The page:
Three Steps to a Tech Contract You Can Live With
By Ellen Terry

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When you are shopping for a new technology vendor for your practice, signing a contract is the easy part. The real work starts well in advance and continues as long as the contract is in force.

“Too often, companies move from one vendor contract to another without proper planning,” says health care consulting firm Coker Group. “If you decide to accept the standard contract terms without negotiation, you assume all the risk with little recourse.”

Achieving a sound, workable contract involves three main steps, Coker says. 

  1. Conduct precontract investigation. First, to narrow your search and provide a benchmark for your needs, make a list of required and desired functionalities for the product or service. This can help you identify potential problem areas up front. “Then read customer reviews and talk to your colleagues who have experience with the top vendors you are considering,” advises Shannon Vogel, TMA’s director of health information technology, and author of the self-study course, Switching EHR Systems. “Bring in vendor representatives for a demonstration for you and your staff.” You’ll also want to be certain the vendor follows sound security practices and will provide software and updates that keep you in compliance with federal and state laws and standards.
  2. Negotiate contract terms. Most standard contracts favor the vendor, says Coker Group, which offers TMA members free technology contract reviews through TMA’s group discount program. Therefore, be prepared to negotiate many of the terms and conditions so they work to your benefit. “Most vendors will negotiate the terms of your agreement, but if not, you can find one who is amenable,” Coker says. Critical areas you may need to negotiate are: data ownership, migration, and security; confidentiality; contract termination and wind-down provisions; scope of software licenses; system updates and changes; warranties; and payment and fees. “Be sure you understand the contract and ask for clarification of terms you may not comprehend, or for additional terms you would like to include,” Coker says.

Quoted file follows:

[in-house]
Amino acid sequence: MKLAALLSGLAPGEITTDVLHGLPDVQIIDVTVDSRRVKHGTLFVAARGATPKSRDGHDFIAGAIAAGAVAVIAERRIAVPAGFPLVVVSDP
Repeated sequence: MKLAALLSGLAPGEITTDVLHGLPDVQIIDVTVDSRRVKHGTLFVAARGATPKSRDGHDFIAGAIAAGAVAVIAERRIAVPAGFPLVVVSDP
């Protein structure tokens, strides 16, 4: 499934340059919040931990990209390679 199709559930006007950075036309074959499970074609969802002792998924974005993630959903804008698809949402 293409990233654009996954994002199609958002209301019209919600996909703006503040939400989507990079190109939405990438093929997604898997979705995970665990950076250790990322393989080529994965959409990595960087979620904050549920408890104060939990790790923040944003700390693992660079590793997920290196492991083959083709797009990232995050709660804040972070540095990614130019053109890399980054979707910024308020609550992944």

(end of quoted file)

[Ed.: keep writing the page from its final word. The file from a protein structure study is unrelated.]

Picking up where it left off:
3. Manage your vendor and the relationship. “Once you have a vendor, the due diligence must continue,” Coker advises. Make sure you’re receiving what you contracted for, and work with the vendor to resolve problems. “Switching a technology vendor can be expensive and disruptive, and may not be your best solution,” even when you’re not happy with your product, said Ms. Vogel. For example, she said, half of the physicians responding to a 2015 American Medical Association survey indicated that switching to a new electronic health record (EHR) did not improve their productivity. But if the vendor relationship is beyond repair “making sure that your contract includes a sound termination provision and wind-down transition can save time, money, and discord,” Coker says. 

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NOTICE: The Texas Medical Association provides this information with the express understanding that 1) no attorney-client relationship exists, 2) neither TMA nor its attorneys are engaged in providing legal advice and 3) that the information is of a general character. This is not a substitute for the advice of an attorney. While every effort is made to ensure that content is complete, accurate and timely, TMA cannot guarantee the accuracy and totality of the information contained in this publication and assumes no legal responsibility for loss or damages resulting from the use of this content. You should not rely on this information when dealing with personal legal matters; rather legal advice from retained legal counsel should be sought.

 

Last Updated On

April 04, 2018

Ellen Terry

Project Manager, Client Services

(512) 370-1391

Ellen Terry has been writing, editing, and managing communication projects at TMA since 2000. She hails from Victoria, Texas; has a journalism degree from Texas State University; and loves to read great fiction. Ellen and her husband have two grown sons and a couple of cats.

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